Academic journal article Memory & Cognition

Different Cognitive Processes in Two Image-Scanning Paradigms

Academic journal article Memory & Cognition

Different Cognitive Processes in Two Image-Scanning Paradigms

Article excerpt

Mental image scanning is generally assumed to be a single process that allows people to shift attention across visualized objects. However, this implicit assumption is open to question. We report a set of three experiments based on the tasks originally designed by Kosslyn, Ball, and Reiser (1978) and Finke and Pinker (1982). Participants scanned the identical images of an array of dots in the two tasks. Nevertheless, the participants required more time to shift their focus over the imaged stimulus in the Kosslyn et al. (1978) paradigm. Moreover, correlational analyses revealed no consistent relationship between the slopes of the increases in scanning times with increasing distances in the two paradigms. We conclude that in the Kosslyn et al. (1978) paradigm, the participants draw primarily on transformational processes to scan, whereas in the Finke and Pinker (1982) paradigm, they draw primarily on attentional processes. Both processes, transforming the image and shifting an attention window, produce linear increases in time with increases in distance, but for different reasons.

Research on mental imagery over the past 20 years has two interesting overarching characteristics. The first is the genuine gains in our empirical knowledge of this form of representation. Today, there are few disagreements about the empirical facts regarding mental imagery, even when the interpretation of some of them remains a matter of controversy (Kosslyn, Ganis, & Thompson, 2003; Pylyshyn, 2002). The second characteristic is that the study of mental imagery not only has benefited from classic experimental methodologies, but also has sparked the creation of new paradigms. The present research builds on previous discoveries about how visual mental images are processed and focuses on paradigms created to study such processing. Specifically, we ask whether two paradigms designed to study mental image scanning in fact tap the same underlying processes; if not, this phenomenon is more complex than is often assumed.

The first image-scanning paradigm was developed to investigate the spatial properties of images (Kosslyn, 1973). In the original experiment, participants memorized drawings of elongated objects (such as a tower). Afterward, they were asked to close their eyes, visualize one of the drawings, and mentally focus at one end of the depicted object (e.g., the bottom of the tower). Then they heard the name of a possible part or property of the imaged object (a clock on the façade, a flag on the roof, etc.) and were to "look for" it (keeping their eyes closed). In this task, the participants were never told to scan over the object in the image but, instead, were told that they needed to focus on the original location until the probe was delivered and then to focus on the named part or property (if they could find it on the imaged object). When they had focused on the named part or property-or the region where it should have been if it had been present, when it had not, in fact, been included on the drawing-they pressed one of two buttons. If they were able to focus on the named part or property (because it had been included in the drawing), they pressed one button; if they were focused on the appropriate location but the named part or property was not present, they pressed the other button. Three different distances separated the point of initial focus and the location of the named part or property, and the longer the distance, the more time the participants took to respond. This finding was taken as evidence that distance, as traversed by image scanning, is represented in visual mental images.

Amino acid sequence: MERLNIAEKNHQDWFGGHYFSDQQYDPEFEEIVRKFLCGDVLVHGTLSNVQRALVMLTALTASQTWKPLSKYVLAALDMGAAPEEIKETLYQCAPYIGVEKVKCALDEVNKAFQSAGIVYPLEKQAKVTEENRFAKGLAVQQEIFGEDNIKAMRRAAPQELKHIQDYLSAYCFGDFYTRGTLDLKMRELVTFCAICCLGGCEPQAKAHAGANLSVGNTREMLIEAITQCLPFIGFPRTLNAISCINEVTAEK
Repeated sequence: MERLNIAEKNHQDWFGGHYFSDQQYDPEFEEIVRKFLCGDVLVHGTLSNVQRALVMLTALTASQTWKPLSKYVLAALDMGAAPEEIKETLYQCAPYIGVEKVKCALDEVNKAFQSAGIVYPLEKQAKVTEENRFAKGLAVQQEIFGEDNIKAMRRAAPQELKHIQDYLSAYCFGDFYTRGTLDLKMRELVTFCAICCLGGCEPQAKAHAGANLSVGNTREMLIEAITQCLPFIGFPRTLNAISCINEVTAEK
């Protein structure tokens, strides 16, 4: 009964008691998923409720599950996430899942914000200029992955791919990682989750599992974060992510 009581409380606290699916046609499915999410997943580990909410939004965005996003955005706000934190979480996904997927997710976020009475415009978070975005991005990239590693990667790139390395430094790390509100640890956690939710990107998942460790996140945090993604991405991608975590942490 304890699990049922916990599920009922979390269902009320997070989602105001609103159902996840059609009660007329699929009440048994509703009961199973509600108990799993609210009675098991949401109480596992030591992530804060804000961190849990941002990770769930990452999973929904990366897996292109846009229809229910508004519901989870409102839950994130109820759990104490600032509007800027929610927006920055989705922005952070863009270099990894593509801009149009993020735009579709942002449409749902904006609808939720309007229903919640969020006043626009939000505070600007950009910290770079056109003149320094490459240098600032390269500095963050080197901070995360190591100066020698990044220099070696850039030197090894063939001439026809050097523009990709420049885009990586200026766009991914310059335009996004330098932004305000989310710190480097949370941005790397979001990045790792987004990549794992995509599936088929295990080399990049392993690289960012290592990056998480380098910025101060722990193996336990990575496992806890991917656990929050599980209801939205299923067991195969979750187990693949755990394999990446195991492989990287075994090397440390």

A variation on this first image-scanning paradigm was later used by Kosslyn, Ball, and Reiser (1978). The new features were that focus and probe locations did not have intervening objects, 21 distinct distances were traversed, and attention needed to be shifted over two dimensions. Kosslyn et al. (1978) designed a map of an island containing seven landmarks (a beach, a rock, etc. …

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